Generosity of Ideas Is Its Own Reward…Almost

One of my most successful posts on LinkedIn was something I never even posted.

Guess I’d better explain…

We’ve been talking a lot lately about the mark of a true thought leader is a willingness to openly and freely share one’s best ideas—without the expectation of reciprocation or reward. 

That’s tough to do. Many are afraid of sharing their ideas publicly and at no charge for fear that they are “giving away free advice” or allowing access to “the secret sauce.”

But here’s the deal: If you’re not sharing your expertise with the world, no one will believe that you have it. 

You can make claims to that effect in your bio on your website. Or in your LinkedIn profile. But until you actually demonstrate recognizable expertise and acumen—in a show me, don’t tell me sort of way—those claims are mere bullet points on a resumé: indistinguishable from anyone else’s claims of professional prowess (and not always as believable as you make them sound).

But the individual that does more showing than telling is much more readily trusted as the true thought leader. And the returns that come from earning such a reputation make all the “free” sharing of “secrets” worth your time, effort and openness.

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The Good Content Samaritan 

The approach that we not only espouse, but take ourselves, is this idea of freely sharing expertise with the world. Again, without doing so, how would something like the following be possible?…

I became aware of a LinkedIn post already ripe on the vine when someone tagged me in a comment. The original poster—who I’d never met, nor who was I connected to on LinkedIn—shared an article of mine with his network in the form of a post. (No idea how he came upon it.)

Apparently, what I had written resonated with him, and he thought highly enough of it that he wanted to share the knowledge, tips and approach with his own network, in hopes that it might help others overcome a specific business development challenge. (His post linked to this piece: “How [Not] to Use LinkedIn as a Business Development Platform”.)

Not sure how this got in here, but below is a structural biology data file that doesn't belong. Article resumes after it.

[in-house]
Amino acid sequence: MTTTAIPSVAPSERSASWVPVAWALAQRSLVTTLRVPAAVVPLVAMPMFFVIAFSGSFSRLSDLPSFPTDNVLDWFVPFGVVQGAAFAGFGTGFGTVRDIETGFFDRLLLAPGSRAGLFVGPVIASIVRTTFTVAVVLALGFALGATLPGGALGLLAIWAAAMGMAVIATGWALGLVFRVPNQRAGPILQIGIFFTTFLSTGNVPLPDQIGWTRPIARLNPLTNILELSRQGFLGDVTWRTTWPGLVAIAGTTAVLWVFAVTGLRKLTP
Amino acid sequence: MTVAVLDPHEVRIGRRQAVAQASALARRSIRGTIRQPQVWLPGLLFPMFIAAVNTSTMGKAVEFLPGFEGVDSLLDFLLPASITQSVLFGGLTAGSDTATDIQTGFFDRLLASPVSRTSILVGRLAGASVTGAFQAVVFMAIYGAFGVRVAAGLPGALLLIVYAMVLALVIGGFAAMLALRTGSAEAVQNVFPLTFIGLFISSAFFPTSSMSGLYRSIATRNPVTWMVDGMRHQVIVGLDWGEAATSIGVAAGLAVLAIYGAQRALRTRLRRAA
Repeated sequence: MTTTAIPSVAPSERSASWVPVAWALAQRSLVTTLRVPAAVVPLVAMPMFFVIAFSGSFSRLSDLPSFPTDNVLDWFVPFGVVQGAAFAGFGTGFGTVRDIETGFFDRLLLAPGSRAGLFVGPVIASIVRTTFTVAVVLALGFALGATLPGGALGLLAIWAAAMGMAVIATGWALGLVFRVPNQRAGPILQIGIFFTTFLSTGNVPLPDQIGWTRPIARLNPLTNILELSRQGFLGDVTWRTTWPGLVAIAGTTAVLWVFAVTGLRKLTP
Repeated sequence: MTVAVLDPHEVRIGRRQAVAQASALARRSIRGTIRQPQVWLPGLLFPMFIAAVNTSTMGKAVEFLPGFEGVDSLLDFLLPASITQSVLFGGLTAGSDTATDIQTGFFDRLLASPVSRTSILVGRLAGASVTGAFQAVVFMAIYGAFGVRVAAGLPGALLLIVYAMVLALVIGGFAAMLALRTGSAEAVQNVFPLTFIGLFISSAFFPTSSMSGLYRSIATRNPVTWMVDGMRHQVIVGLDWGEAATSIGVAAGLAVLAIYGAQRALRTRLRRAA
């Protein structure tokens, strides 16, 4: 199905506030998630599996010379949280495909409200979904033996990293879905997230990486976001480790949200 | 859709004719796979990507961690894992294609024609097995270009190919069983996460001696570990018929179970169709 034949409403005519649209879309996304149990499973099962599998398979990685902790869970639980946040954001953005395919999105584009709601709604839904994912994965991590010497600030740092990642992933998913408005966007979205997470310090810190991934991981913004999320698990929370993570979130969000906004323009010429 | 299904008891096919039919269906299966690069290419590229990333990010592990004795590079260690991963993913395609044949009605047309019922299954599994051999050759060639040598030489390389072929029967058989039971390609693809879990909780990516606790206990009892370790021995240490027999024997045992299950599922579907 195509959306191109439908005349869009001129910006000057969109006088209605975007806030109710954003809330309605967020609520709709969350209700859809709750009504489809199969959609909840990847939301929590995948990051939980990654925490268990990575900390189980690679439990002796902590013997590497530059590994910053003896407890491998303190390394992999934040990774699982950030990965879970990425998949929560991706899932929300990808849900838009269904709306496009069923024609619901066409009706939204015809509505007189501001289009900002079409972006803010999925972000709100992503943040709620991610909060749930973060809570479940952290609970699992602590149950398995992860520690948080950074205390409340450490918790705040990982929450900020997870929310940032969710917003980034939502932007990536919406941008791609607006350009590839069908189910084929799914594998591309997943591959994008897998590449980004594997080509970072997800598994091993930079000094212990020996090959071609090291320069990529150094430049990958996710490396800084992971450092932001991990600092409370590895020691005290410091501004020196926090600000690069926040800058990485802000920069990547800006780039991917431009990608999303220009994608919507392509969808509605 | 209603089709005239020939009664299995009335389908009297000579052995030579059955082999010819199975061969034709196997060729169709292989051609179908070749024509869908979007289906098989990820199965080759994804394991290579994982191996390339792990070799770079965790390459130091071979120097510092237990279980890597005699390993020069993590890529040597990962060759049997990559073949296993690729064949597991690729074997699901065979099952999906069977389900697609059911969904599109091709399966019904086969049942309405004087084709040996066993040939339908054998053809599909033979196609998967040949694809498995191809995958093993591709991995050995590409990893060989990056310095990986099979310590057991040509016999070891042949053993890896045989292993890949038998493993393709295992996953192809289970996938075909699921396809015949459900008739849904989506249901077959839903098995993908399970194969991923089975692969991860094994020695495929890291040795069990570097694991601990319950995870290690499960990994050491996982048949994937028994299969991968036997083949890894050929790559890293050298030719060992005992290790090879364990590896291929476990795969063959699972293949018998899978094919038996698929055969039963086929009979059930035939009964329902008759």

He didn’t do that because he wanted something from me. He didn’t even tag me, or even alert me to the fact that he had done so. He didn’t ask me to return the favor. Again, we’d never met. He was just being a Good (Content) Samaritan.

Moving further back in the timeline, the impetus for me writing the article wasn’t so that this person (or others like him) would post this on my behalf. Nor did I expect people like him to ask their networks to visit my website. Or to consider me an expert on anything. I simply had a perspective to share that I thought might help people avoid some of the common mistakes I see on LinkedIn from a business development perspective.

But we were both Good Content Samaritans. My willingness to share tips and best practices led to a serendipitous discovery by someone who saw value in my content. That person, in turn, became a Good Content Samaritan and shared value with his network. 

The Closed Loop of Circuitous Reward

Naturally, I offered a comment. I thanked this gentleman for sharing my work with his audience. And I suppose I returned a small gesture of appreciation in offering an algorithmically beneficial comment to his post. But then something fortuitous occurred…

My comment stirred up a whole new conversation unto itself. My reply, to my surprise, elicited 126 reactions and an additional 33 replies of its own! Those are pretty good numbers for an original post, let alone a comment buried somewhere deep in a thread. People started conversing with me like crazy…more people who I’d never met. This went on for three days.

My follower count grew like the Grinch’s heart that day.

Now there’s nothing I do that has the expressed intent to generate vanity metrics. Nor do I set about writing content with the idea that this will lead to a new business opportunity directly.

Instead, I try to answer this question: “What are the issues that people are grappling with, and how can I help?”

The rest is easy.

The good Samaritans come out of the woodwork, not necessarily to help me, but to pay it forward. At the heart of this an authentic generosity and willingness to share. Not only is the giving its own reward, it ultimately comes back to you in unexpected ways and rewards.

It all starts with content. And the tinder spreading its wildfire is a large and active network of people who not only want to catch fire with your content…but to spread it as well.


 

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Check out this related content:

Episode 66: Lessons Learned from a Viral LinkedIn Post

Create More Engagement on LinkedIn

7 Statistics That Prove How Valuable Thought-Leadership Marketing Is


We work with attorneys and law firms to deliver thought leadership PR in the form of written content, graphic design, multimedia and publicity.

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From strategic planning to writing, podcasting, video marketing, and design, Tom and his team help lawyers and law firms turn expertise into thought leadership, and thought leadership into new business. Get in touch to learn how Harrington can convert your firm’s expertise into thought leadership content that gets published on the media and platforms your clients and prospects turn to for answers.

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